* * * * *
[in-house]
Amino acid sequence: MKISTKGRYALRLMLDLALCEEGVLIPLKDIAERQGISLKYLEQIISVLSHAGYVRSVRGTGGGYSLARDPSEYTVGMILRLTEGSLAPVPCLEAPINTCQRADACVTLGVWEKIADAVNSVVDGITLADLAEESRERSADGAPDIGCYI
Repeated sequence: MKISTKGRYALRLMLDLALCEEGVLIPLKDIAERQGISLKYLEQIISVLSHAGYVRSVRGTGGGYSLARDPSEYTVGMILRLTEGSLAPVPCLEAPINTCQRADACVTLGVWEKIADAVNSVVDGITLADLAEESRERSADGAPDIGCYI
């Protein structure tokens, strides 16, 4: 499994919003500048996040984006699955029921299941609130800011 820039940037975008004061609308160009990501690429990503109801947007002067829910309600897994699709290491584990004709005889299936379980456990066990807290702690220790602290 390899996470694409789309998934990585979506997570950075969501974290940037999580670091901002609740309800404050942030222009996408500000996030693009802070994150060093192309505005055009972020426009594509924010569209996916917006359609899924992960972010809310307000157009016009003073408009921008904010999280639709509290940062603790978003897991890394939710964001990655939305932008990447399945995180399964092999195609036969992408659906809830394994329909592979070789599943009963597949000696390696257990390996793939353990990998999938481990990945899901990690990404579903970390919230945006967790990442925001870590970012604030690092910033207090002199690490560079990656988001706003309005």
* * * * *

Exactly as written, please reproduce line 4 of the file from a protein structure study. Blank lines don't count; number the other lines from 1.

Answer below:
């Protein structure tokens, strides 16, 4: 499994919003500048996040984006699955029921299941609130800011 820039940037975008004061609308160009990501690429990503109801947007002067829910309600897994699709290491584990004709005889299936379980456990066990807290702690220790602290 390899996470694409789309998934990585979506997570950075969501974290940037999580670091901002609740309800404050942030222009996408500000996030693009802070994150060093192309505005055009972020426009594509924010569209996916917006359609899924992960972010809310307000157009016009003073408009921008904010999280639709509290940062603790978003897991890394939710964001990655939305932008990447399945995180399964092999195609036969992408659906809830394994329909592979070789599943009963597949000696390696257990390996793939353990990998999938481990990945899901990690990404579903970390919230945006967790990442925001870590970012604030690092910033207090002199690490560079990656988001706003309005």